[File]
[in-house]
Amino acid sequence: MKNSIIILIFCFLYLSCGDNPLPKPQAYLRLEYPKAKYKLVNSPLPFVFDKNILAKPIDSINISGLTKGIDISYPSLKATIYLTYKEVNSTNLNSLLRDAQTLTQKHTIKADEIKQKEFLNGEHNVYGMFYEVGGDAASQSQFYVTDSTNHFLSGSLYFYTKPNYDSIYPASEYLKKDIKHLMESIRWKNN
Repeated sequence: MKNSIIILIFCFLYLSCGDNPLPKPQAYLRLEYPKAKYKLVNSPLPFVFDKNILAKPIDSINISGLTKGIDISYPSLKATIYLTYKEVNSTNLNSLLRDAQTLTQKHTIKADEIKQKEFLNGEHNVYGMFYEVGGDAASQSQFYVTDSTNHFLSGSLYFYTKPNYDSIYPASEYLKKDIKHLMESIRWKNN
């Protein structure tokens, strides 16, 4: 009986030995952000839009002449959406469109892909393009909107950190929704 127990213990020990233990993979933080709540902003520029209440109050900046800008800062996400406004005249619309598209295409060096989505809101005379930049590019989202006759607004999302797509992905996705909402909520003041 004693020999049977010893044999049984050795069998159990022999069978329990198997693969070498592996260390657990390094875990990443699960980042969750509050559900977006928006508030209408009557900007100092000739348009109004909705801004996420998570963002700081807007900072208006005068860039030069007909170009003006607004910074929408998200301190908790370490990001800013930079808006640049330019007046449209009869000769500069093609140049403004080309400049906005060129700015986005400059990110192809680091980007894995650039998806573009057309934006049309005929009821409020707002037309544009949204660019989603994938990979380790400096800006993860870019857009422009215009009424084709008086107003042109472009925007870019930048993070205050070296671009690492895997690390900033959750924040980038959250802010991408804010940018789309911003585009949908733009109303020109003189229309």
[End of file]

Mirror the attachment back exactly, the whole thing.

[in-house]
Amino acid sequence: MKNSIIILIFCFLYLSCGDNPLPKPQAYLRLEYPKAKYKLVNSPLPFVFDKNILAKPIDSINISGLTKGIDISYPSLKATIYLTYKEVNSTNLNSLLRDAQTLTQKHTIKADEIKQKEFLNGEHNVYGMFYEVGGDAASQSQFYVTDSTNHFLSGSLYFYTKPNYDSIYPASEYLKKDIKHLMESIRWKNN
Repeated sequence: MKNSIIILIFCFLYLSCGDNPLPKPQAYLRLEYPKAKYKLVNSPLPFVFDKNILAKPIDSINISGLTKGIDISYPSLKATIYLTYKEVNSTNLNSLLRDAQTLTQKHTIKADEIKQKEFLNGEHNVYGMFYEVGGDAASQSQFYVTDSTNHFLSGSLYFYTKPNYDSIYPASEYLKKDIKHLMESIRWKNN
């Protein structure tokens, strides 16, 4: 009986030995952000839009002449959406469109892909393009909107950190929704 127990213990020990233990993979933080709540902003520029209440109050900046800008800062996400406004005249619309598209295409060096989505809101005379930049590019989202006759607004999302797509992905996705909402909520003041 004693020999049977010893044999049984050795069998159990022999069978329990198997693969070498592996260390657990390094875990990443699960980042969750509050559900977006928006508030209408009557900007100092000739348009109004909705801004996420998570963002700081807007900072208006005068860039030069007909170009003006607004910074929408998200301190908790370490990001800013930079808006640049330019007046449209009869000769500069093609140049403004080309400049906005060129700015986005400059990110192809680091980007894995650039998806573009057309934006049309005929009821409020707002037309544009949204660019989603994938990979380790400096800006993860870019857009422009215009009424084709008086107003042109472009925007870019930048993070205050070296671009690492895997690390900033959750924040980038959250802010991408804010940018789309911003585009949908733009109303020109003189229309």